Assessing the Economics of Obesity and Obesity Interventions

The health and economic future of our nation depends on reversing the obesity epidemic. Obesity costs $136.5 billion a year in additional spending by Medicare, Medicaid, and private insurers. Beyond health care costs, obesity impacts productivity, transportation and lost opportunity for individuals.

These authors, in a major report funded by the Robert Wood Johnson Foundation, describe the size and nature of the epidemic and detail an array of proven clinically effective and cost-effective interventions that are school-, community- and workplace-based, pharmaceutical and surgical.

Most significantly, they find that the full benefits of promising obesity interventions are not likely to be reflected in measurements provided to policy-makers. The Congressional Budget Office (CBO) cost estimates cover a 10-year budget window, while the costly implications of obesity—including chronic conditions such as diabetes, heart disease and hypertension—take longer to manifest.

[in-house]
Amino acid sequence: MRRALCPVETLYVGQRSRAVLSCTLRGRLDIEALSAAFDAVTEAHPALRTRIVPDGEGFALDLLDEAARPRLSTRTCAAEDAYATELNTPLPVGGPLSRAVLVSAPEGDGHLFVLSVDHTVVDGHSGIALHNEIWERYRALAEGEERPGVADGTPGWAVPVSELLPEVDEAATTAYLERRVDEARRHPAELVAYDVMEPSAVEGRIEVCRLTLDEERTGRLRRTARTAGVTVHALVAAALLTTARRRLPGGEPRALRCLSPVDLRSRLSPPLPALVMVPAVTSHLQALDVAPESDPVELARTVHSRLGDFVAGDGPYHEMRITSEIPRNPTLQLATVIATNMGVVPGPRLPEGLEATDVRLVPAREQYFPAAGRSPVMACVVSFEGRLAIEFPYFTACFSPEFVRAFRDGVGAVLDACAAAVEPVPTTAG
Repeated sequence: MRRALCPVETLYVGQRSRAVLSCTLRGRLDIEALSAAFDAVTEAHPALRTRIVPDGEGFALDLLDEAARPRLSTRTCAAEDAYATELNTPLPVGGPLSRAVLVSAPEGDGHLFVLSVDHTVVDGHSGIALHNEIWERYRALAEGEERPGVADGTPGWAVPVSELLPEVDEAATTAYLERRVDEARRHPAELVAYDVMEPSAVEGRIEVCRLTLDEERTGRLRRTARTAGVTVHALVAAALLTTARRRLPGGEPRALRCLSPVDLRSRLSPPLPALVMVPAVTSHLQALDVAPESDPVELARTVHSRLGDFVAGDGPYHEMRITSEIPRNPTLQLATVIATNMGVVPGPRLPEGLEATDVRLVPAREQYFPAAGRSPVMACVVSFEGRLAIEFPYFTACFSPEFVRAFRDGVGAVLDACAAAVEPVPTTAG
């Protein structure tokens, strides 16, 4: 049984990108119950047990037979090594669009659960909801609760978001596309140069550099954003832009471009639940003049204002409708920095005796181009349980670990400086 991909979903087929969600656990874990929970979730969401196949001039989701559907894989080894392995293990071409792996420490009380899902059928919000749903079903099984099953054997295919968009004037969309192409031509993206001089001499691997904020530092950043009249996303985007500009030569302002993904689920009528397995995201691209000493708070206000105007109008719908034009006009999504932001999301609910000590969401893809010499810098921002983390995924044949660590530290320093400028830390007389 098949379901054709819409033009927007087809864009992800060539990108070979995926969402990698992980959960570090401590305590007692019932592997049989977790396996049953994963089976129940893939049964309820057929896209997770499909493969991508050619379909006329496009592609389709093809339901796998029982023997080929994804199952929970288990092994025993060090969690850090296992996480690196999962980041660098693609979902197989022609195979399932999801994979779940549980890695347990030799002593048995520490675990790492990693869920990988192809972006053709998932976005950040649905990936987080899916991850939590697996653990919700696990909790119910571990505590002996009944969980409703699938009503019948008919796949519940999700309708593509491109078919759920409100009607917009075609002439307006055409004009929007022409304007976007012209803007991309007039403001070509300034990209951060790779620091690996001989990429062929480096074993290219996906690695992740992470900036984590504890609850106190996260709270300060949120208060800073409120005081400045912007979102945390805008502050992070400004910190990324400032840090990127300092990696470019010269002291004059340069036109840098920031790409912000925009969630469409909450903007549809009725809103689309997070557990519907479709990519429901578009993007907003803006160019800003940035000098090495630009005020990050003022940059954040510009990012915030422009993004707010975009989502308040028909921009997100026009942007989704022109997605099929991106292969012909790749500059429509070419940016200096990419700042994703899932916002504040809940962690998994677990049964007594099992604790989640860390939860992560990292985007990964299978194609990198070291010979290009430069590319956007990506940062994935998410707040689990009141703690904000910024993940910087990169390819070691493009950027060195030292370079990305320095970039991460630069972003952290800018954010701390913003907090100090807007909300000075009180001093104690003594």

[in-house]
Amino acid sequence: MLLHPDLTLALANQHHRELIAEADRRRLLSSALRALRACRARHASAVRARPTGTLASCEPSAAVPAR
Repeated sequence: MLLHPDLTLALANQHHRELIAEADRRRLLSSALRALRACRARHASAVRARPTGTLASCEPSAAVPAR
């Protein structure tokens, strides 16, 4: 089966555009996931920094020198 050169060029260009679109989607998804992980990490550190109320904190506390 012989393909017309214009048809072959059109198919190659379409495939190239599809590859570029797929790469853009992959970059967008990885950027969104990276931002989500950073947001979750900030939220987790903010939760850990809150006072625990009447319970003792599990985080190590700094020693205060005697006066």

The authors recommend that the CBO produce cost estimates for legislation covering 25 years rather than 10 years. “That would allow Congress to weigh the inevitable short-term spending increases associated with more intensive prevention efforts against the potential for offsetting spending reductions over the longer term,” they write.

To build consensus support for such an approach, the authors recommend that a bi-partisan joint task force be appointed.

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